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By Chris Kaltenbach, The Baltimore Sun | March 30, 2012
With her 20th novel, "The Beginner's Goodbye," about to be released, Baltimore novelist Anne Tyler is already hard at work on her 21st — a "sprawling family saga that goes on and on and on" that she'll be writing backward, beginning with the ending. That way, Tyler explained in an interview broadcast on NPR on Friday morning, should she die before the book is finished, it could still be published. "Backwards, nobody would ever know whether you had reached the end you had planned," she told NPR's Lynn Neary.
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By Beth Kephart and Beth Kephart,SPECIAL TO THE SUN | May 6, 2001
"Back When We Were Grownups," by Anne Tyler. Alfred A. Knopf. 274 pages. $25. "People have always seemed funny and strange to me, and touching in unexpected ways," Anne Tyler wrote in the marvelous essay "Still Just Writing," some 20 years ago. "I can't shake off a sort of mist of irony that hangs over whatever I see. And I'm always hurt when a reader says that I choose only bizarre or eccentric people to write about. It's not a matter of choice; it just seems to me that even the most ordinary person, in real life, will turn out to have something unusual at his center."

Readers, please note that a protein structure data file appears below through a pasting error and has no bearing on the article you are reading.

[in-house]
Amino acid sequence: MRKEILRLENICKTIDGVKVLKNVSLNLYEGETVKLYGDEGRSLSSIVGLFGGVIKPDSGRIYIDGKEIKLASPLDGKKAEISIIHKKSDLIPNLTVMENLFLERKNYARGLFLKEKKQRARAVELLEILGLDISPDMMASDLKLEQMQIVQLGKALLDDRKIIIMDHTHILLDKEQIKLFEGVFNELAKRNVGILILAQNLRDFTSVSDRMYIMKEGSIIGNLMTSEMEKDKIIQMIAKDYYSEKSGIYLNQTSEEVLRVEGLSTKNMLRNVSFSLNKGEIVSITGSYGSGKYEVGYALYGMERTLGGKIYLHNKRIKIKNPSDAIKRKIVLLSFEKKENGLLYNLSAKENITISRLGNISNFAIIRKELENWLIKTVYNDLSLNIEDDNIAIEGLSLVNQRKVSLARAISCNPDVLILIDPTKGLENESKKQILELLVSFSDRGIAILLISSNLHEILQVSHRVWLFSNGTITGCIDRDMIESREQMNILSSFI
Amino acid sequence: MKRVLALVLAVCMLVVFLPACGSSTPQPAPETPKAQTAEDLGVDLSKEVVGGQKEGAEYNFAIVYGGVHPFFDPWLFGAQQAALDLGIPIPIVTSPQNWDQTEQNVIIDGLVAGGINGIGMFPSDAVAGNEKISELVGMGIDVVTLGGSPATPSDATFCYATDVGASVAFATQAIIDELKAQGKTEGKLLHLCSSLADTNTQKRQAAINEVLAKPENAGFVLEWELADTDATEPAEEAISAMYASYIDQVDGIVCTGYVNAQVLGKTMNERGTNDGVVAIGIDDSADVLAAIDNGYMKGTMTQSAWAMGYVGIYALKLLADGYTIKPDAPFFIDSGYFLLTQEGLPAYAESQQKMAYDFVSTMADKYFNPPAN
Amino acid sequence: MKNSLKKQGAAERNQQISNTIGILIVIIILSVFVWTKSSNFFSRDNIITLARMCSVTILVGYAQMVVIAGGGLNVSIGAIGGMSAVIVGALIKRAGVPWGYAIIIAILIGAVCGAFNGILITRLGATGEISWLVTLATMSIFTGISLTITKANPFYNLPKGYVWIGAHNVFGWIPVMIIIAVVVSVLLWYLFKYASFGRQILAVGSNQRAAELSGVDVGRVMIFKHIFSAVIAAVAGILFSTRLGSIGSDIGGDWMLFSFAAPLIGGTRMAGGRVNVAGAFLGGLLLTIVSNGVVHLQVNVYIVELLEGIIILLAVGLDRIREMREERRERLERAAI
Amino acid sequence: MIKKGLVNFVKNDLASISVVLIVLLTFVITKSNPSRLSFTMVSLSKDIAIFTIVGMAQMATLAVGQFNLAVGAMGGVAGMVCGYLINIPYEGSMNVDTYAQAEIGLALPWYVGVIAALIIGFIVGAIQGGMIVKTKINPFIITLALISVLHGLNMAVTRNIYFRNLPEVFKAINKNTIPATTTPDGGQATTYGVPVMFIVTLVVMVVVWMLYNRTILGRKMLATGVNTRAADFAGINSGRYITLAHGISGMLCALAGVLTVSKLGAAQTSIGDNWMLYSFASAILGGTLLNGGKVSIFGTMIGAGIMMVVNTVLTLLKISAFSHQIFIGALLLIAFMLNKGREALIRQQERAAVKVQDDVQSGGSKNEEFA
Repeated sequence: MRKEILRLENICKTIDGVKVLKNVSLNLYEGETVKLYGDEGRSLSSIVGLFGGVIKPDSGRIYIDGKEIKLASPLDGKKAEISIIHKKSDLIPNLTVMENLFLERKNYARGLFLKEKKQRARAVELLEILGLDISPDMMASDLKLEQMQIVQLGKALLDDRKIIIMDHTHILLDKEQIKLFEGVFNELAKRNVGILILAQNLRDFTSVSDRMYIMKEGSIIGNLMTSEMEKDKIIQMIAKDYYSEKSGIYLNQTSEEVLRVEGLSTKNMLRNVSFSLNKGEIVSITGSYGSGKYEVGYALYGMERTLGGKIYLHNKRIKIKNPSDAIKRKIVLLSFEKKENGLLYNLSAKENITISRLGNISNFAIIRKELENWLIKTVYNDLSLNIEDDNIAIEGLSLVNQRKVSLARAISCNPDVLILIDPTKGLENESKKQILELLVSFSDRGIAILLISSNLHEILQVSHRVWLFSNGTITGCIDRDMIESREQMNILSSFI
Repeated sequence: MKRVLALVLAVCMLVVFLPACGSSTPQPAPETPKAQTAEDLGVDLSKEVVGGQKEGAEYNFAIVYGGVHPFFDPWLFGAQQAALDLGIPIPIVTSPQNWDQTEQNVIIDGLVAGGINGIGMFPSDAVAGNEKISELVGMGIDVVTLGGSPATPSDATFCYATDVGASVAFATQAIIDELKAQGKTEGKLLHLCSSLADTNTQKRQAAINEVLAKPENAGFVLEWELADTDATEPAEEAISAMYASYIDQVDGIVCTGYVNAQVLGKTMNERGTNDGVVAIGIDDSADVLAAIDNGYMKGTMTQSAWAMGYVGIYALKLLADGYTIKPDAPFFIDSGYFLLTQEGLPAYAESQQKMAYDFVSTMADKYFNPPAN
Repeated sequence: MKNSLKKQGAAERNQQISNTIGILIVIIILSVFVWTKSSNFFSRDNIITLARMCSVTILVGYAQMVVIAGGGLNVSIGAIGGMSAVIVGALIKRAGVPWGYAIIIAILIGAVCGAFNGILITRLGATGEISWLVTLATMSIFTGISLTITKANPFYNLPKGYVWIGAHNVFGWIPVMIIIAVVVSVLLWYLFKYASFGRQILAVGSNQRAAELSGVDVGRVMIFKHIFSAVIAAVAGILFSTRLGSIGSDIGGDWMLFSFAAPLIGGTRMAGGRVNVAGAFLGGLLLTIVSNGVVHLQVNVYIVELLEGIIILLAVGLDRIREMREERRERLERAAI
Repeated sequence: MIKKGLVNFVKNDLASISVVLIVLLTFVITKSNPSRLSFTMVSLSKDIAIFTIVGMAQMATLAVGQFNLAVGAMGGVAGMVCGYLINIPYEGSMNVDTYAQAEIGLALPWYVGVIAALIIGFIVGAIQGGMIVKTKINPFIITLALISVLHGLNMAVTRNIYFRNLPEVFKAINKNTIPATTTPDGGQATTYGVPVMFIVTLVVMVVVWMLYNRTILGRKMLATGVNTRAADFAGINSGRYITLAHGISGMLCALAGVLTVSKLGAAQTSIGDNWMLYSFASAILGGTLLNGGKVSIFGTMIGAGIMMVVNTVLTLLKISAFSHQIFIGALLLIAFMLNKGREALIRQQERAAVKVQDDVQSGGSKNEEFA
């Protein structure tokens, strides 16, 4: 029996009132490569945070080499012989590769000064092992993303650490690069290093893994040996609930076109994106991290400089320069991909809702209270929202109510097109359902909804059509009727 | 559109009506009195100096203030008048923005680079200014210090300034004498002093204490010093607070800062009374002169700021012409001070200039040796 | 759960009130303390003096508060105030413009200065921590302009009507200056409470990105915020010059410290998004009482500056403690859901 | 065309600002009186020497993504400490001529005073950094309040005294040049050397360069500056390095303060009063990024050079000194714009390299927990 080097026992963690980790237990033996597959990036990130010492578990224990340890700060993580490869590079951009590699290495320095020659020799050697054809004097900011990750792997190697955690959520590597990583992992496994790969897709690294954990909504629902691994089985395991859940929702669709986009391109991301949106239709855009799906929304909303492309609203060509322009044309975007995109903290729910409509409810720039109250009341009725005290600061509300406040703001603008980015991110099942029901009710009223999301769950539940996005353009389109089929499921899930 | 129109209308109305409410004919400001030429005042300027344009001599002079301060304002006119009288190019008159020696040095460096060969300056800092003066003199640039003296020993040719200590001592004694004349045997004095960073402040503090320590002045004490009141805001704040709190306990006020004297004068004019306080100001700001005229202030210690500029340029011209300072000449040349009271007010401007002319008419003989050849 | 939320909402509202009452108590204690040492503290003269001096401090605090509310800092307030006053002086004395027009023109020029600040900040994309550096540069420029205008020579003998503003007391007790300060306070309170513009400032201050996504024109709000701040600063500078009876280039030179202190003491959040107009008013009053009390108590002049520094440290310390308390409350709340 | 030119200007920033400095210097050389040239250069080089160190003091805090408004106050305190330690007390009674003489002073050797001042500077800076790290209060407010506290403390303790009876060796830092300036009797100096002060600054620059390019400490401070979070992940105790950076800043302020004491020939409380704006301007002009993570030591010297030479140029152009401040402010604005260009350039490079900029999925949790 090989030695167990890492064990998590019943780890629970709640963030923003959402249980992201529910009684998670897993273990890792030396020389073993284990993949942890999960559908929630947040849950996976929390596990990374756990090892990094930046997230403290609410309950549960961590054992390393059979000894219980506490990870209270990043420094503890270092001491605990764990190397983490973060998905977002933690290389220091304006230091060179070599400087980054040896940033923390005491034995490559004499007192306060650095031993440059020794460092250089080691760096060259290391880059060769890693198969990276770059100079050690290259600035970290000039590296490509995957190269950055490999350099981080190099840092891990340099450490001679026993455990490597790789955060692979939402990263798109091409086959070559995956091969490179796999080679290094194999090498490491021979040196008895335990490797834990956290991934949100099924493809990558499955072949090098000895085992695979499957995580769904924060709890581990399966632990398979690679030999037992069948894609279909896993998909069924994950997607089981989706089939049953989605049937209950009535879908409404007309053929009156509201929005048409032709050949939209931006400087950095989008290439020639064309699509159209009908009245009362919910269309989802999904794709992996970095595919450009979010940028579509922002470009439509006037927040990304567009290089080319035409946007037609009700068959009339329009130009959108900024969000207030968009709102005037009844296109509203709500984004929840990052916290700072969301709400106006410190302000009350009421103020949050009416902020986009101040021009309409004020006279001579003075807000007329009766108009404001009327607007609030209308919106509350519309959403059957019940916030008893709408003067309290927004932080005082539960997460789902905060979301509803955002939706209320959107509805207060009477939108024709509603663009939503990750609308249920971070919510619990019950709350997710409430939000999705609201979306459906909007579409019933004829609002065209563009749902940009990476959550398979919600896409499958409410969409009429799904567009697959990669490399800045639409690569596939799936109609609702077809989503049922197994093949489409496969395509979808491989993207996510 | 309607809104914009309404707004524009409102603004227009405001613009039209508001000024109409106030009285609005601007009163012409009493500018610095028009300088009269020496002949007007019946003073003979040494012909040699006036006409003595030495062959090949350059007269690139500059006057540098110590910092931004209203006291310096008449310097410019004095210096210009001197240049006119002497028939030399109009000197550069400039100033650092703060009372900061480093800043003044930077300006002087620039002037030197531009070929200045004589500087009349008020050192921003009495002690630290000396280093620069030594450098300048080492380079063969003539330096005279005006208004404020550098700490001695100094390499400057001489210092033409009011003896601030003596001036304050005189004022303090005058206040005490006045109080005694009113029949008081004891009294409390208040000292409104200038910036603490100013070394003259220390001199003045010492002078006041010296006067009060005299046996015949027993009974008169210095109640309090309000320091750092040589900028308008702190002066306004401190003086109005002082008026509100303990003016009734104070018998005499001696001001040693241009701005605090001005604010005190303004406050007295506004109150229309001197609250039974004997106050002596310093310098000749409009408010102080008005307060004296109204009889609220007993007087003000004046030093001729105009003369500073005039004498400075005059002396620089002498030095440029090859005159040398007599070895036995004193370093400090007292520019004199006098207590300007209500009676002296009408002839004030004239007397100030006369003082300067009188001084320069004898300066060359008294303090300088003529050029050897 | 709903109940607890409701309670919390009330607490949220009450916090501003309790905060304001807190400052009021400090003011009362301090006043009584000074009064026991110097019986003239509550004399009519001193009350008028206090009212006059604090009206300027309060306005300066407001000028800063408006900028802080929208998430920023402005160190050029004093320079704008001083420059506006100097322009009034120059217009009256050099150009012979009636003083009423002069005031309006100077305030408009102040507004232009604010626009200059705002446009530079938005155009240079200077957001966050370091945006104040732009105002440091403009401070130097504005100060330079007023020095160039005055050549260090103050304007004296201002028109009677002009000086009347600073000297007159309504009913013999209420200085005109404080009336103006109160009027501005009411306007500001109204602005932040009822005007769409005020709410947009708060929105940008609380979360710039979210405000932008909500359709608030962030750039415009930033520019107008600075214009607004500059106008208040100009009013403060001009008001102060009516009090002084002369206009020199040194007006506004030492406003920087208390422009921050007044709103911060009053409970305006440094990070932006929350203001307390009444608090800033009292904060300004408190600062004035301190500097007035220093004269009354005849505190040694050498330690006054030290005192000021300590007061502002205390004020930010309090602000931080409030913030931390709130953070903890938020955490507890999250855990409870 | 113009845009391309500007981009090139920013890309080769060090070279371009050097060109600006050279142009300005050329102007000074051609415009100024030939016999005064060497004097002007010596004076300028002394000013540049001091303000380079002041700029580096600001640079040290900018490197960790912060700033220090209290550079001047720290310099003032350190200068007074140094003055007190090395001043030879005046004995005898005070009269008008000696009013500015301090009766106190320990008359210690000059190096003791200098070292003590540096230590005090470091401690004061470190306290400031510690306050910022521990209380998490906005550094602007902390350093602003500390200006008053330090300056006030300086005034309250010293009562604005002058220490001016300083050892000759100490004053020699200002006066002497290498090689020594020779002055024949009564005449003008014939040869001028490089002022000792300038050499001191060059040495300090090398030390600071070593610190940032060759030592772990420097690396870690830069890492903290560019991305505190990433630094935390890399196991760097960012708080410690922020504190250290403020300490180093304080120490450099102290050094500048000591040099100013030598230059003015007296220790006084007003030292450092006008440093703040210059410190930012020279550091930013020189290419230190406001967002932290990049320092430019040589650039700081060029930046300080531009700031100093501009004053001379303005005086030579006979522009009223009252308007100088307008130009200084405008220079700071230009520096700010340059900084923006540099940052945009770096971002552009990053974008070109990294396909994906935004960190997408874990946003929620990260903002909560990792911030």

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By Martha Southgate and Martha Southgate,Special to the Sun | January 4, 2004
The Amateur Marriage, by Anne Tyler. Knopf. 306 pages. $24.95. When you open an Anne Tyler novel, you know that you are putting yourself into the strong and seasoned hands of a Pulitzer Prize-winning professional. Since 1964, Tyler has written 16 novels, the majority of them set in Baltimore, where she has lived for many years. Her love for and knowledge of her adopted hometown are obvious, her affection for her characters palpable and her skill and charm as a writer undeniable. In fact, the only quibble one can have with her new novel, The Amateur Marriage, is that maybe it goes down a little too easy, carries a gleam that's a little too bright.